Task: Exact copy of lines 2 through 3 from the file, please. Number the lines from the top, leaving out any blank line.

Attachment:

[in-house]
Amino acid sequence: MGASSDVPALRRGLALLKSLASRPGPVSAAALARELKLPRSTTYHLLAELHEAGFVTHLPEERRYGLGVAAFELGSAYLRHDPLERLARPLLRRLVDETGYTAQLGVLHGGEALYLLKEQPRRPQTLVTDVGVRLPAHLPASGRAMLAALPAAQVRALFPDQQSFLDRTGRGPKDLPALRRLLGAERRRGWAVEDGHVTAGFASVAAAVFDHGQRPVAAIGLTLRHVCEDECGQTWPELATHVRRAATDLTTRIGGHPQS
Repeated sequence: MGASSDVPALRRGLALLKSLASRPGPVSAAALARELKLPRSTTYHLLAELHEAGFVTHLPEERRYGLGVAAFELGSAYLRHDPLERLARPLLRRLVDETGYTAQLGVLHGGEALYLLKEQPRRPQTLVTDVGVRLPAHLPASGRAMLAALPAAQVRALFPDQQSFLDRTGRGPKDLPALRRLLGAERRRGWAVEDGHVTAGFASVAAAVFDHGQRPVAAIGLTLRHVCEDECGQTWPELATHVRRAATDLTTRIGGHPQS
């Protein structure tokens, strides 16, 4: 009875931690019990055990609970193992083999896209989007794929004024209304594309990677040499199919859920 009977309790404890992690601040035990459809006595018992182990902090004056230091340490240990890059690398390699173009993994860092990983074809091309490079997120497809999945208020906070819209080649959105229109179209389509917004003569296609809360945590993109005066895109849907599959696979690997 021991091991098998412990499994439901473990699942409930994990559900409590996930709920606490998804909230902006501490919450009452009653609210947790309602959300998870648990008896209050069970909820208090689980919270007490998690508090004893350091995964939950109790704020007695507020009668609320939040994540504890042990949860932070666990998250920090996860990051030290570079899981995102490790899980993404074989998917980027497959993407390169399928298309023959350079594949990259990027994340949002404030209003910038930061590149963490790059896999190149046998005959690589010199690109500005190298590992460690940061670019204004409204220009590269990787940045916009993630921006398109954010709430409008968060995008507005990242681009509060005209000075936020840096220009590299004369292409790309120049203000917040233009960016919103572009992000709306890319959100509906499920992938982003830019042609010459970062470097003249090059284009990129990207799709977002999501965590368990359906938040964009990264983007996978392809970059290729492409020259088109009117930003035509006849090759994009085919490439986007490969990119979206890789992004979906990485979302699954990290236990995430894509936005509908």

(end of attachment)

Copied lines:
Amino acid sequence: MGASSDVPALRRGLALLKSLASRPGPVSAAALARELKLPRSTTYHLLAELHEAGFVTHLPEERRYGLGVAAFELGSAYLRHDPLERLARPLLRRLVDETGYTAQLGVLHGGEALYLLKEQPRRPQTLVTDVGVRLPAHLPASGRAMLAALPAAQVRALFPDQQSFLDRTGRGPKDLPALRRLLGAERRRGWAVEDGHVTAGFASVAAAVFDHGQRPVAAIGLTLRHVCEDECGQTWPELATHVRRAATDLTTRIGGHPQS
Repeated sequence: MGASSDVPALRRGLALLKSLASRPGPVSAAALARELKLPRSTTYHLLAELHEAGFVTHLPEERRYGLGVAAFELGSAYLRHDPLERLARPLLRRLVDETGYTAQLGVLHGGEALYLLKEQPRRPQTLVTDVGVRLPAHLPASGRAMLAALPAAQVRALFPDQQSFLDRTGRGPKDLPALRRLLGAERRRGWAVEDGHVTAGFASVAAAVFDHGQRPVAAIGLTLRHVCEDECGQTWPELATHVRRAATDLTTRIGGHPQS